EMERGING MASSIVE STAR CLUSTERS REVEALED: HIGH-RESOLUTION IMAGING OF NGC 4449 FROM THE RADIO TO THE ULTRAVIOLET
We present a multi-wavelength study of embedded massive clusters in the nearby (3.9 Mpc) starburst galaxy NGC 4449 in an effort to uncover the earliest phases of massive cluster evolution. By combining high resolution imaging from the radio to the ultraviolet, we reveal these clusters in the process of emerging from their gaseous and dusty birth cocoons. We use Very Large Array (VLA) observations at centimeter wavelengths to identify young clusters surrounded by ultra-dense HII regions,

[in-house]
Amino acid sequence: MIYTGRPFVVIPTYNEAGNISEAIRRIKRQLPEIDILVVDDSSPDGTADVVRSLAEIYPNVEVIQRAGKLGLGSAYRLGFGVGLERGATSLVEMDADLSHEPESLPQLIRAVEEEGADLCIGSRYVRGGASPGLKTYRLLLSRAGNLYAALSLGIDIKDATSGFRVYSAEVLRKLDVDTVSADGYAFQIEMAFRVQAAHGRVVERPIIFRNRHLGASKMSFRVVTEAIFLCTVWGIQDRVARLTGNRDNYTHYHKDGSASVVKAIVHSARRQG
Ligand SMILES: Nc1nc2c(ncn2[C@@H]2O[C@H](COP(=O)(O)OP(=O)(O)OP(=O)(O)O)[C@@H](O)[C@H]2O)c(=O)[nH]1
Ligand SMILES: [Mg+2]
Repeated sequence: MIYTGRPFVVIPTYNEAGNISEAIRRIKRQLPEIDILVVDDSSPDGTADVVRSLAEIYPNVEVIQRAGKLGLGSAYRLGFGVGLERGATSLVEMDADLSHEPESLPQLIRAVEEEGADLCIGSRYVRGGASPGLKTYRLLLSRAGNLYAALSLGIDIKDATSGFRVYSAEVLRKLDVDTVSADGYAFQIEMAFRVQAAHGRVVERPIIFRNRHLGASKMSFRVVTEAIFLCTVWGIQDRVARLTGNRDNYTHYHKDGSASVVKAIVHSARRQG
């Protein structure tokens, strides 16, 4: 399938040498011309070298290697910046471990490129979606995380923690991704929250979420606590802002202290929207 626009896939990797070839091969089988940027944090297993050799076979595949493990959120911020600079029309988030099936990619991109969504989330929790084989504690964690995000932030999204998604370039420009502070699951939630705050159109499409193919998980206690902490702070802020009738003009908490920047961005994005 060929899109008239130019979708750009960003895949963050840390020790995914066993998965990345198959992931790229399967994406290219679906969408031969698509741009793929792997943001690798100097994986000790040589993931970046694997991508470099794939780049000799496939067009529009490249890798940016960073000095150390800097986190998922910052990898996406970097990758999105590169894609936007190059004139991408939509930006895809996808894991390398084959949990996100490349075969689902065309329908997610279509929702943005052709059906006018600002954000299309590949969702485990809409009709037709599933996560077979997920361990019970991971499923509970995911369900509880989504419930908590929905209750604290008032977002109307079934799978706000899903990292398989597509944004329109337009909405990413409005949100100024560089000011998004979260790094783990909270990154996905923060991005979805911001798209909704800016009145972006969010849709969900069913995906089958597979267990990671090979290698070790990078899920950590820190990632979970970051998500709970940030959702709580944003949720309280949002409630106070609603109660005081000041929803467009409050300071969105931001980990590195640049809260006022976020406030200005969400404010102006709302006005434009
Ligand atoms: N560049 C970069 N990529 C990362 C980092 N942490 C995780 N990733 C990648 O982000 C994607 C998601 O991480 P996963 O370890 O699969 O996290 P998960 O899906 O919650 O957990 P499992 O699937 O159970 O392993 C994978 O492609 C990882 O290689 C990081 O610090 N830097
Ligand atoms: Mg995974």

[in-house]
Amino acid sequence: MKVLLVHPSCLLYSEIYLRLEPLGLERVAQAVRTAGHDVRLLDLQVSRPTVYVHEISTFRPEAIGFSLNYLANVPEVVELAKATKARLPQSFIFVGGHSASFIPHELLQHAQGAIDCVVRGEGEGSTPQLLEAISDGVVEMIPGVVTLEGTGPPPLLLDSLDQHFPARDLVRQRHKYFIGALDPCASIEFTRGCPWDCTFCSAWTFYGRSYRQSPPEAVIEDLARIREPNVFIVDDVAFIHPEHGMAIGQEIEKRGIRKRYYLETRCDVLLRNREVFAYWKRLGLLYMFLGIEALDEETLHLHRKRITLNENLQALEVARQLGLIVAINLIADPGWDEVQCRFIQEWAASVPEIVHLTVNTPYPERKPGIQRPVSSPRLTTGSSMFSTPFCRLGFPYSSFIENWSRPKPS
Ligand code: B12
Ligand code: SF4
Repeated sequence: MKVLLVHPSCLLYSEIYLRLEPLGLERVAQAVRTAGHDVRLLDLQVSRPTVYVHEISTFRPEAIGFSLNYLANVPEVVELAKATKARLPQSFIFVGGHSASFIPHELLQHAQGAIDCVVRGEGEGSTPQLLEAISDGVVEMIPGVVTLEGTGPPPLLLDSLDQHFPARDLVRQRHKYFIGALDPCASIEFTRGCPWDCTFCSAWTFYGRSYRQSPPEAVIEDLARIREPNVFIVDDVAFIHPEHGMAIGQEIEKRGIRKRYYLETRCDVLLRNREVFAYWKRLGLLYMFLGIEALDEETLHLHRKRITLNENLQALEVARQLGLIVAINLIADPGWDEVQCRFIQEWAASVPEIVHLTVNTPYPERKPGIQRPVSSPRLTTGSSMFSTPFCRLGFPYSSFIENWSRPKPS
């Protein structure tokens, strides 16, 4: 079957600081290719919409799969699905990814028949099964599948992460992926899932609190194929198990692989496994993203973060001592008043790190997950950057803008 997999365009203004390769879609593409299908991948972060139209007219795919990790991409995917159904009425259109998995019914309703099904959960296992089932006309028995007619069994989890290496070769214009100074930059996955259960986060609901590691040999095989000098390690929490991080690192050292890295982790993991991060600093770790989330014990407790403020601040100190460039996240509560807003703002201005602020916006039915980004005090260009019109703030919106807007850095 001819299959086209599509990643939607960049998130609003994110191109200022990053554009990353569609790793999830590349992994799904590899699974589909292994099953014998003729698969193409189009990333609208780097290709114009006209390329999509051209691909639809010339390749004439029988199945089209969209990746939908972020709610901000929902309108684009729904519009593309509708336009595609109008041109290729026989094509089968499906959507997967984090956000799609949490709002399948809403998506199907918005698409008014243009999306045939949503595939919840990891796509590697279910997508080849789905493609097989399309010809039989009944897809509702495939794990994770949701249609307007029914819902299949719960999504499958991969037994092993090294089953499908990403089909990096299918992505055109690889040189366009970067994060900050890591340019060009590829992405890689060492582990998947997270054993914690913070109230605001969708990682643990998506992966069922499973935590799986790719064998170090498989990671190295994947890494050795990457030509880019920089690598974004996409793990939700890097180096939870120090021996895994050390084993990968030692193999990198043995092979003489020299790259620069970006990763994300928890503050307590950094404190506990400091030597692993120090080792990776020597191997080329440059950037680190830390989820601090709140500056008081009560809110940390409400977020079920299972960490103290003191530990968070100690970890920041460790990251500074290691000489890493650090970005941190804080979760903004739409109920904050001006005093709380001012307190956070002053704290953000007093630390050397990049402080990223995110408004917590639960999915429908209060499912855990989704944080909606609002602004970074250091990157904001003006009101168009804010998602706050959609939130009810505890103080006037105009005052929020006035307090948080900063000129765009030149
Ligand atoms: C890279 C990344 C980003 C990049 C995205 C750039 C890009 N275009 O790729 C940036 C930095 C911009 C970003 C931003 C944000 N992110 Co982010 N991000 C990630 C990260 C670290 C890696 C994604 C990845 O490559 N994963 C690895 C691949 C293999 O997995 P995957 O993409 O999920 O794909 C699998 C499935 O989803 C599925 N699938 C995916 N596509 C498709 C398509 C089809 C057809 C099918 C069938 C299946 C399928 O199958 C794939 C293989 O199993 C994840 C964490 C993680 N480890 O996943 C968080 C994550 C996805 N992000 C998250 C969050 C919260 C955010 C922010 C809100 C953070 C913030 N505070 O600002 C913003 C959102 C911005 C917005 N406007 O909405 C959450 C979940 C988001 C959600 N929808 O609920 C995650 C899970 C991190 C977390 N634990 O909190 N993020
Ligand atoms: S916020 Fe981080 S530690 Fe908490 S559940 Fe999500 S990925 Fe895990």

... II regions, detectable via their production of thermal free-free radio continuum. Ultraviolet, optical and infrared observations are obtained from the Hubble and Spitzer Space Telescope archives for comparison. We detect 39 compact radio sources towards NGC 4449 at 3.6 cm using the highest resolution (1.3") and sensitivity (RMS ~ 12 uJy) VLA image of the galaxy to date. We reliably identify 13 thermal radio sources and their physical properties are derived using both nebular emission from the HII regions and SED fitting to the stellar continuum. These radio detected clusters have ages < 5 Myr and stellar masses of order 10^4 Msun. The measured extinctions are quite low: 12 of the 13 thermal radio sources have Av < 1.5, while the most obscured source has Av ~ 4.3. By combining results from the nebular and stellar emission, we find an I-band excess that is anti-correlated with cluster age and an apparent mass-age correlation. Additionally, we find evidence that local processes such as supernovae and stellar winds are likely playing an important role in triggering the current bursts of star formation within NGC 4449.